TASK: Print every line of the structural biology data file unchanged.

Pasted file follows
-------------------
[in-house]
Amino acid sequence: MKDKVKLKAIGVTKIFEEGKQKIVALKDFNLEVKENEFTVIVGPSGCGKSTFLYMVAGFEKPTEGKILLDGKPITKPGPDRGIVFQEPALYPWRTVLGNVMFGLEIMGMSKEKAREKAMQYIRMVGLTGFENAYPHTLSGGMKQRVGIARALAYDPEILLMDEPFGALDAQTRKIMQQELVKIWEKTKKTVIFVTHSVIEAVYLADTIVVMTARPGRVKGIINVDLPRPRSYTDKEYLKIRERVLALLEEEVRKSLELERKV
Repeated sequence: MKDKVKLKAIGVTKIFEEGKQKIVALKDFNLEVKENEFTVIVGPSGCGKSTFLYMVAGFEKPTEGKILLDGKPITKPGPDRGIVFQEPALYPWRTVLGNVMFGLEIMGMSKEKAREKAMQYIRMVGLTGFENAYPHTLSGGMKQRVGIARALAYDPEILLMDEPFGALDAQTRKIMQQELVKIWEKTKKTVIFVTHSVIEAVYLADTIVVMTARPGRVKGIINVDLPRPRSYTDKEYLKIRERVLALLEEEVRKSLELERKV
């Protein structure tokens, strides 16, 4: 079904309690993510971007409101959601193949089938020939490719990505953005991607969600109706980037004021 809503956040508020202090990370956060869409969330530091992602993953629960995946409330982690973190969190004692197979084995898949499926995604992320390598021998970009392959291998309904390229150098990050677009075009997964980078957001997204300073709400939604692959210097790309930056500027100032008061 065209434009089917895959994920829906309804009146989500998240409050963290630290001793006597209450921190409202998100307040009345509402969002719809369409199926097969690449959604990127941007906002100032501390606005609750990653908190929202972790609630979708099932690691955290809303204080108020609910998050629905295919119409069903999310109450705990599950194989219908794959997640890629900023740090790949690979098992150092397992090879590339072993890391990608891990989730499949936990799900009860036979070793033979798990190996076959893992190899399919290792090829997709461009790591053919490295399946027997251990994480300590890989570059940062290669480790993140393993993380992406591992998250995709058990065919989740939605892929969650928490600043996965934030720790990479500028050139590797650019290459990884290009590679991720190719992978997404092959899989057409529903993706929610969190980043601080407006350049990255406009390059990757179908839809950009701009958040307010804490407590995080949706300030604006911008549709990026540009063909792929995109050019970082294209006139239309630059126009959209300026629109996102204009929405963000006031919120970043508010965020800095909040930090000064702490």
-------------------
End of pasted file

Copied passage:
[in-house]
Amino acid sequence: MKDKVKLKAIGVTKIFEEGKQKIVALKDFNLEVKENEFTVIVGPSGCGKSTFLYMVAGFEKPTEGKILLDGKPITKPGPDRGIVFQEPALYPWRTVLGNVMFGLEIMGMSKEKAREKAMQYIRMVGLTGFENAYPHTLSGGMKQRVGIARALAYDPEILLMDEPFGALDAQTRKIMQQELVKIWEKTKKTVIFVTHSVIEAVYLADTIVVMTARPGRVKGIINVDLPRPRSYTDKEYLKIRERVLALLEEEVRKSLELERKV
Repeated sequence: MKDKVKLKAIGVTKIFEEGKQKIVALKDFNLEVKENEFTVIVGPSGCGKSTFLYMVAGFEKPTEGKILLDGKPITKPGPDRGIVFQEPALYPWRTVLGNVMFGLEIMGMSKEKAREKAMQYIRMVGLTGFENAYPHTLSGGMKQRVGIARALAYDPEILLMDEPFGALDAQTRKIMQQELVKIWEKTKKTVIFVTHSVIEAVYLADTIVVMTARPGRVKGIINVDLPRPRSYTDKEYLKIRERVLALLEEEVRKSLELERKV
């Protein structure tokens, strides 16, 4: 079904309690993510971007409101959601193949089938020939490719990505953005991607969600109706980037004021 809503956040508020202090990370956060869409969330530091992602993953629960995946409330982690973190969190004692197979084995898949499926995604992320390598021998970009392959291998309904390229150098990050677009075009997964980078957001997204300073709400939604692959210097790309930056500027100032008061 065209434009089917895959994920829906309804009146989500998240409050963290630290001793006597209450921190409202998100307040009345509402969002719809369409199926097969690449959604990127941007906002100032501390606005609750990653908190929202972790609630979708099932690691955290809303204080108020609910998050629905295919119409069903999310109450705990599950194989219908794959997640890629900023740090790949690979098992150092397992090879590339072993890391990608891990989730499949936990799900009860036979070793033979798990190996076959893992190899399919290792090829997709461009790591053919490295399946027997251990994480300590890989570059940062290669480790993140393993993380992406591992998250995709058990065919989740939605892929969650928490600043996965934030720790990479500028050139590797650019290459990884290009590679991720190719992978997404092959899989057409529903993706929610969190980043601080407006350049990255406009390059990757179908839809950009701009958040307010804490407590995080949706300030604006911008549709990026540009063909792929995109050019970082294209006139239309630059126009959209300026629109996102204009929405963000006031919120970043508010965020800095909040930090000064702490």